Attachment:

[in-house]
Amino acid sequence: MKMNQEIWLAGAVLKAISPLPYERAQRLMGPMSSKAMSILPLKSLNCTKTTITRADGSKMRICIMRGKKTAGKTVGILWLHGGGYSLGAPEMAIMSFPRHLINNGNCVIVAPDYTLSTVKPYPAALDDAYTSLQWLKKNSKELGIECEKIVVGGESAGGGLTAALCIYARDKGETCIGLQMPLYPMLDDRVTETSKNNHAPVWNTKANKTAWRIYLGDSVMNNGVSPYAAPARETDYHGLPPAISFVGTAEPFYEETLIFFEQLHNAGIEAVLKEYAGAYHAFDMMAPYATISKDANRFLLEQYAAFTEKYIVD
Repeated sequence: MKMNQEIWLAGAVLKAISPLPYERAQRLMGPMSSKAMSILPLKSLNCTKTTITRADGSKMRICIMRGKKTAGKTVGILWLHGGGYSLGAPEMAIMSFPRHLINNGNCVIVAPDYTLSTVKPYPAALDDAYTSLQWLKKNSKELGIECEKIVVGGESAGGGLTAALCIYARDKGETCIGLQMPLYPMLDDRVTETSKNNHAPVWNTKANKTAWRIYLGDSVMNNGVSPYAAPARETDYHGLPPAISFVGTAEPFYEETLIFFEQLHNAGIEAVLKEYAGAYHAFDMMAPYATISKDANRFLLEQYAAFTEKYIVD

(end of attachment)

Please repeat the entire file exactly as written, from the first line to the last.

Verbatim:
[in-house]
Amino acid sequence: MKMNQEIWLAGAVLKAISPLPYERAQRLMGPMSSKAMSILPLKSLNCTKTTITRADGSKMRICIMRGKKTAGKTVGILWLHGGGYSLGAPEMAIMSFPRHLINNGNCVIVAPDYTLSTVKPYPAALDDAYTSLQWLKKNSKELGIECEKIVVGGESAGGGLTAALCIYARDKGETCIGLQMPLYPMLDDRVTETSKNNHAPVWNTKANKTAWRIYLGDSVMNNGVSPYAAPARETDYHGLPPAISFVGTAEPFYEETLIFFEQLHNAGIEAVLKEYAGAYHAFDMMAPYATISKDANRFLLEQYAAFTEKYIVD
Repeated sequence: MKMNQEIWLAGAVLKAISPLPYERAQRLMGPMSSKAMSILPLKSLNCTKTTITRADGSKMRICIMRGKKTAGKTVGILWLHGGGYSLGAPEMAIMSFPRHLINNGNCVIVAPDYTLSTVKPYPAALDDAYTSLQWLKKNSKELGIECEKIVVGGESAGGGLTAALCIYARDKGETCIGLQMPLYPMLDDRVTETSKNNHAPVWNTKANKTAWRIYLGDSVMNNGVSPYAAPARETDYHGLPPAISFVGTAEPFYEETLIFFEQLHNAGIEAVLKEYAGAYHAFDMMAPYATISKDANRFLLEQYAAFTEKYIVD